What does the new London Plan mean for the PBSA sector?
Updated: Aug 20
Whilst the focus for the purpose built student accommodation (PBSA) sector has very much been about the impact of COVID-19 in the last 10 months, for investors and developers considering undertaking schemes in London there is an additional challenge on the horizon in the form the Mayor of London's new London Plan. Here we look at what this might mean for future PBSA schemes in the capital and the likelihood of the changes being implemented.
What is the new London Plan?
Since the formation of the Greater London Authority (GLA) in 1999, the Mayor of London has gained greater powers over Spacial Development Strategy (SDS) including housing and planning. The new London Plan seeks to replace the existing 2015 plan with work beginning on formulating it back in 2016 and sets out the SDS until 2041 (although you would expect amendments along the way). The overall objectives are:
Promoting economic development and wealth creation in Greater London
Promoting social development in Greater London
Promoting the improvement of the environment in Greater London
The plan is certainly comprehensive. The current version is more than 600 pages long containing more that 100 policies across 10 key policy areas. Within this enormous document sits policy H15 regarding purpose built student accommodation. Point 3 of the policy states:
"The majority of the bedrooms in the development including all of the affordable student accommodation bedrooms are secured through a nomination agreement for occupation by students of one or more higher education provider."
This is a notable change and essentially looks to clip the wings of PBSA providers by restricting the means to which tenants can be procured.
What are Nomination Agreements and Direct Lets?
There are two methods by which PBSA providers rent out to students; Nomination Agreements and Direct Lets.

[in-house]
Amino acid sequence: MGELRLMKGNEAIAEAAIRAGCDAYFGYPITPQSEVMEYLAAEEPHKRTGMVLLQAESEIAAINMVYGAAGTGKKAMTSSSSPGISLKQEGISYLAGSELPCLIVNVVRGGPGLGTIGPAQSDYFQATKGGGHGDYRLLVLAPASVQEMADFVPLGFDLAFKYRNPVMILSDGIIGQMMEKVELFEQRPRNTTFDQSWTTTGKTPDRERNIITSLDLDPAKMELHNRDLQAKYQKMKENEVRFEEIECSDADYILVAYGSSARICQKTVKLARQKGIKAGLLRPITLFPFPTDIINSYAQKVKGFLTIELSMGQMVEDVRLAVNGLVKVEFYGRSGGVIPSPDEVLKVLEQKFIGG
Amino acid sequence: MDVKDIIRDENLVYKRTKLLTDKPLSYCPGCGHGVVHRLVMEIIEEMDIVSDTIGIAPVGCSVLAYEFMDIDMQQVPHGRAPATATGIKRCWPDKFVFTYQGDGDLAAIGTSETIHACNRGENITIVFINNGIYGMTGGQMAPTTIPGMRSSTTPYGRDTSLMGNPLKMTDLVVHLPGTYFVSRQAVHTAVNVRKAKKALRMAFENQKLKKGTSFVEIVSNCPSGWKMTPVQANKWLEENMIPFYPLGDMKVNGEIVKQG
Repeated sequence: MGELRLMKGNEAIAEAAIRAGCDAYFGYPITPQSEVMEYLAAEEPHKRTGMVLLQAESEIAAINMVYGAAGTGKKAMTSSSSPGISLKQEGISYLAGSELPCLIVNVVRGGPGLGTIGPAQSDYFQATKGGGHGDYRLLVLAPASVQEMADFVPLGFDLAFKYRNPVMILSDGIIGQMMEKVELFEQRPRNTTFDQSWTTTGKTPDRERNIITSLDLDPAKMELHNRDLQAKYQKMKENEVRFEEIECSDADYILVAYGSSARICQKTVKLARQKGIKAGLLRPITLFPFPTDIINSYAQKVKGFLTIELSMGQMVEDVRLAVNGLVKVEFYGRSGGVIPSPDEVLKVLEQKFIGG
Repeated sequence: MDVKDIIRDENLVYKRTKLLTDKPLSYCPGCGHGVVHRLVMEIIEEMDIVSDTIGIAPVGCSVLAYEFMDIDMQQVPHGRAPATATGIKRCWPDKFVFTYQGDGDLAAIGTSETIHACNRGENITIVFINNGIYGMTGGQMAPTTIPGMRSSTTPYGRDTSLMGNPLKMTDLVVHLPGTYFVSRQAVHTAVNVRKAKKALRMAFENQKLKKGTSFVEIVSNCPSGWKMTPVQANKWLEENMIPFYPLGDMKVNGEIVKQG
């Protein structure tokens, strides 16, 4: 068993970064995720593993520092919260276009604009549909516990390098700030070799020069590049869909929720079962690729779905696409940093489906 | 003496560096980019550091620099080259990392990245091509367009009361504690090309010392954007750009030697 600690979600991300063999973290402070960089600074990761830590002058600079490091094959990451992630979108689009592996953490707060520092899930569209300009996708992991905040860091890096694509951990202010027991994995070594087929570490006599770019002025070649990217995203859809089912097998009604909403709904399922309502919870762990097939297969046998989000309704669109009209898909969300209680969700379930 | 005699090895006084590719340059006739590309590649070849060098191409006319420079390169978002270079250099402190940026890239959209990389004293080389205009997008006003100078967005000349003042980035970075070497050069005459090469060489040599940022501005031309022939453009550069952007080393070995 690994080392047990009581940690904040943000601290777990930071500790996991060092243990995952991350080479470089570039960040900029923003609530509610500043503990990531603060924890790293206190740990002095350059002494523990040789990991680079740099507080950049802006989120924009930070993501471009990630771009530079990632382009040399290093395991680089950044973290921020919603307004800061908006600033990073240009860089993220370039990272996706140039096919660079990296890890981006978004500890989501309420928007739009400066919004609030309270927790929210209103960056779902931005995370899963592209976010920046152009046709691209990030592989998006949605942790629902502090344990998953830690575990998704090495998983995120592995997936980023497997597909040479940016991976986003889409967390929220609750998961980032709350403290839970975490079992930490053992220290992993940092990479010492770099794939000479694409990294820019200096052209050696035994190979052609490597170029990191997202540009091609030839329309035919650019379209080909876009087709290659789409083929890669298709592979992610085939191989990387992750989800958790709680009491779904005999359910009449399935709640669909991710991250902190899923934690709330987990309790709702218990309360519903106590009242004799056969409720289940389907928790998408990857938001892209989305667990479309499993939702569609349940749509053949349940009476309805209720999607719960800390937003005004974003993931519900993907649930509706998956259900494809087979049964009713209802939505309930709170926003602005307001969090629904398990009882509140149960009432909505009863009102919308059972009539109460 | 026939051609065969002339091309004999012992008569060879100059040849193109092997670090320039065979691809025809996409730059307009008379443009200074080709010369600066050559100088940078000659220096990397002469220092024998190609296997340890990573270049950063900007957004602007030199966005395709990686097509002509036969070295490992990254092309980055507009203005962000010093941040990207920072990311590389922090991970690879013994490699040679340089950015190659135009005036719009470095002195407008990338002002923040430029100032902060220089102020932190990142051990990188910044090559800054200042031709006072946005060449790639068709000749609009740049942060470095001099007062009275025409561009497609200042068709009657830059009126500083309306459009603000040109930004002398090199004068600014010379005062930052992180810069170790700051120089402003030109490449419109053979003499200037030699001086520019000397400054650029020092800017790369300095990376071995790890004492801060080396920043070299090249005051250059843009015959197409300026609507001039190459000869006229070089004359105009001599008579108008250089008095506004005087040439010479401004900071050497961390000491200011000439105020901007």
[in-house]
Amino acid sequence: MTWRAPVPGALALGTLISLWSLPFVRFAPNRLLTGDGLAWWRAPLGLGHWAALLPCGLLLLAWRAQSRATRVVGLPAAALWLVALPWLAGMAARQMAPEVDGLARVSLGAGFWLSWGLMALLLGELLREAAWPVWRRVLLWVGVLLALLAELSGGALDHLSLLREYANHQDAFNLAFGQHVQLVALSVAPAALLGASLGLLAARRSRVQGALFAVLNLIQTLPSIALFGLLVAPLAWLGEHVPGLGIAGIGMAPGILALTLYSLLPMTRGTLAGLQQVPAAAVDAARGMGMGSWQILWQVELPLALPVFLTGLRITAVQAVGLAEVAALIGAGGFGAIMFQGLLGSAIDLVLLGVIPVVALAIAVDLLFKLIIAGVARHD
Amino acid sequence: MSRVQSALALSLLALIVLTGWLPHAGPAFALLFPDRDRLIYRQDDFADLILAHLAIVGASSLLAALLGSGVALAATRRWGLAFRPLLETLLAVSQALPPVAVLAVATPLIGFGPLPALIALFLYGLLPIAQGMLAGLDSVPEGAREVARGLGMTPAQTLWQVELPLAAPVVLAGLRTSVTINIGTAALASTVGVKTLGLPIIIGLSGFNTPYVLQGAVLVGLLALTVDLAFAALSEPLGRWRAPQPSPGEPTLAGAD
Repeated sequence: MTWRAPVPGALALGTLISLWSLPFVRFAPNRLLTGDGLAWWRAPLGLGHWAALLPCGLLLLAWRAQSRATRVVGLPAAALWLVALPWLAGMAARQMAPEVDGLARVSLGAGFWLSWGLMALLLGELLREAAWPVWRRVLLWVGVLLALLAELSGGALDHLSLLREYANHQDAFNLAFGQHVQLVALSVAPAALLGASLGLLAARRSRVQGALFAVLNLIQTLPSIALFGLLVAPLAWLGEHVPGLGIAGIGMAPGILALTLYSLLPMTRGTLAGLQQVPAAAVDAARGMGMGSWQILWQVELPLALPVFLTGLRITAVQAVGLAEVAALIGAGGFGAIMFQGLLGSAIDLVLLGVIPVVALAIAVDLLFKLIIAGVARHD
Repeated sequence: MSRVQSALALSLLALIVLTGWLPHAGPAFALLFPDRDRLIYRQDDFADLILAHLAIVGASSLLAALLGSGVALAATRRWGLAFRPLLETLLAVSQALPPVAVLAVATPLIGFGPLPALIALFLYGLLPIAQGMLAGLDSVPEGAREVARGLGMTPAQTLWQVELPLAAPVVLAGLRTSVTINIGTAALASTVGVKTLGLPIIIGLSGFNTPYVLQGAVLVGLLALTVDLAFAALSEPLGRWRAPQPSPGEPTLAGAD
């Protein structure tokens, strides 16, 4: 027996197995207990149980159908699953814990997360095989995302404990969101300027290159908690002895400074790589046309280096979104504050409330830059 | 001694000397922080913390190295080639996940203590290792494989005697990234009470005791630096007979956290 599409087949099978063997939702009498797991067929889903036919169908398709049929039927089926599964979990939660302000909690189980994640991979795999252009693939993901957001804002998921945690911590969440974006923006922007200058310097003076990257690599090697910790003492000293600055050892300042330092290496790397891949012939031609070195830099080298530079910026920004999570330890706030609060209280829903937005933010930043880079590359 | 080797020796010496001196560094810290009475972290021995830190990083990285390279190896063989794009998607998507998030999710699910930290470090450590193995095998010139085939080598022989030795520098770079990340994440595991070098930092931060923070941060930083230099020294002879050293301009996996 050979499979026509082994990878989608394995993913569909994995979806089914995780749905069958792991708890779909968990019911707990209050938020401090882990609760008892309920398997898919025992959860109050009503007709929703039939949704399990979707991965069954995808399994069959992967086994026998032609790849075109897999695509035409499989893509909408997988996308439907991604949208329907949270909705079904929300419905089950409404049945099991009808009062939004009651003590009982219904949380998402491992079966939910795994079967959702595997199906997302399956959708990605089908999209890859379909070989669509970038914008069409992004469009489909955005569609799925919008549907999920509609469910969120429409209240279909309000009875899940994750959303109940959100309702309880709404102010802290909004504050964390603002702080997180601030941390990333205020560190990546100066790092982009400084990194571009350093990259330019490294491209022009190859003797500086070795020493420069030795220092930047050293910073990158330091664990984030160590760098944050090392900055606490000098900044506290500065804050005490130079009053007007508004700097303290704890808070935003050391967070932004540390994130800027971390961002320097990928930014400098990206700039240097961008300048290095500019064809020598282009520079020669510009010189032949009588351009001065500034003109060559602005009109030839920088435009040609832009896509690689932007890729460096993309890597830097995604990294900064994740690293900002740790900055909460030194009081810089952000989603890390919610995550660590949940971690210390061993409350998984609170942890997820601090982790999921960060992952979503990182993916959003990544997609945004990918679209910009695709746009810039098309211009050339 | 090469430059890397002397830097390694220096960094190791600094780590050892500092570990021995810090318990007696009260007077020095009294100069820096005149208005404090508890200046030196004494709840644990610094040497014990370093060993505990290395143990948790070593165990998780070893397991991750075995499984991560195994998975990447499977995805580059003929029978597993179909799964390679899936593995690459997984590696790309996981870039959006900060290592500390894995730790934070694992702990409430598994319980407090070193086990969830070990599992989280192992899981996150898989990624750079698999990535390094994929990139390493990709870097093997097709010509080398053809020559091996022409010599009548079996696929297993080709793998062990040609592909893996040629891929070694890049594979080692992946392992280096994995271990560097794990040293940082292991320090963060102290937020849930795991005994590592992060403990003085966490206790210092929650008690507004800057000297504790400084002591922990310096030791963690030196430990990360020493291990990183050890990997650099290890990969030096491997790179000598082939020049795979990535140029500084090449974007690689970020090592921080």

Nomination Agreements are contracts between the PBSA provider and a university where there is a commitment from the university to provide a minimum number of students each year for a fixed period, typically 5 years (although agreements can be for as many as 25 years). The university can expect some decision rights of areas such operational matters and rent setting. The benefit to the PBSA provider is a guaranteed income for a set period.
Direct Let schemes are, as the name would suggest, where the PBSA provider lets directly to students. The provider has to market and manage the accommodation themselves, often through an appointed operator. Whilst there is an increased risk of lower occupancy levels, providers can generally achieve higher yields than through Nomination Agreements and retain greater control of how the asset is managed.
For context, Nomination Agreements are not particularly common place. According to Cushman and Wakefield's 2019/20 UK Student Accommodation Report; only 26% of privately owned PBSA had Nomination Agreements in place.
What will be the impact of the new London Plan on PBSA?
There is an undeniable demand for PBSA in London. The new London Plan acknowledges this by identifying the need for 3,500 beds a year for the life of the plan. Yet by setting in stone the need for Nomination Agreements to accompany any new PBSA developments, the opportunity to meet such demand would be seriously prohibited.